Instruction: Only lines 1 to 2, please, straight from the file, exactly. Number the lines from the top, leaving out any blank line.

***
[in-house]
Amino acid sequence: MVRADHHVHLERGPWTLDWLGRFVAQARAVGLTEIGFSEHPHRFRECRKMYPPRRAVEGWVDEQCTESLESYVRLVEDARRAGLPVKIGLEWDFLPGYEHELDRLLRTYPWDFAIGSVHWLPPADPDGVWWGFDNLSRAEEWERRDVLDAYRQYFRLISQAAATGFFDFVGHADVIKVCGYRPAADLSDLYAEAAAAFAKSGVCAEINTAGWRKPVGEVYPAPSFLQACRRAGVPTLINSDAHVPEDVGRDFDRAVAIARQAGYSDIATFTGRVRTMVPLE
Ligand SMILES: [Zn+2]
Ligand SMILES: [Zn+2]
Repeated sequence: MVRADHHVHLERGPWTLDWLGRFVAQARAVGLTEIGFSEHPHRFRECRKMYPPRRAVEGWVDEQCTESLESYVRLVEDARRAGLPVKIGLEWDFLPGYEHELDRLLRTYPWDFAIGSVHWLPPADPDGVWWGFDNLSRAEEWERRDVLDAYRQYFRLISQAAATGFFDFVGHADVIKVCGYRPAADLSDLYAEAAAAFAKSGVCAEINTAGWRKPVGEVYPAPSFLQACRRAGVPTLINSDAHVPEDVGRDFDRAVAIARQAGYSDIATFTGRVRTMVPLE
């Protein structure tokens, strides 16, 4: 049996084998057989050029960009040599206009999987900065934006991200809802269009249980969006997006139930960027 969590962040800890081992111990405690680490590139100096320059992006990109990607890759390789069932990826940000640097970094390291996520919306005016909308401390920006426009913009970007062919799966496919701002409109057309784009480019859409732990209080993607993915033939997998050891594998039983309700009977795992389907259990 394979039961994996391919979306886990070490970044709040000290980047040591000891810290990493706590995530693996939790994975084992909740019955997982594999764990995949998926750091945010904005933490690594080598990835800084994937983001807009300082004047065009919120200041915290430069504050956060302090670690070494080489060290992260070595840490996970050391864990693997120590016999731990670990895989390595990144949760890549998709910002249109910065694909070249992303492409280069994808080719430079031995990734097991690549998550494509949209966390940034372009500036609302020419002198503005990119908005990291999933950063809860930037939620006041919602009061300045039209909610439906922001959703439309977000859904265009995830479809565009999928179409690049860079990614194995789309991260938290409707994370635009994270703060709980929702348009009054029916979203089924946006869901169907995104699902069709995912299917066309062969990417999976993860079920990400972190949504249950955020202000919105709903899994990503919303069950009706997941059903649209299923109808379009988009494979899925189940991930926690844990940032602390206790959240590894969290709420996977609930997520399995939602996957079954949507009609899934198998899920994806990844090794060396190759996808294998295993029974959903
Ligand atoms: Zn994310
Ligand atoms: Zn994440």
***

[in-house]
Amino acid sequence: MVRADHHVHLERGPWTLDWLGRFVAQARAVGLTEIGFSEHPHRFRECRKMYPPRRAVEGWVDEQCTESLESYVRLVEDARRAGLPVKIGLEWDFLPGYEHELDRLLRTYPWDFAIGSVHWLPPADPDGVWWGFDNLSRAEEWERRDVLDAYRQYFRLISQAAATGFFDFVGHADVIKVCGYRPAADLSDLYAEAAAAFAKSGVCAEINTAGWRKPVGEVYPAPSFLQACRRAGVPTLINSDAHVPEDVGRDFDRAVAIARQAGYSDIATFTGRVRTMVPLE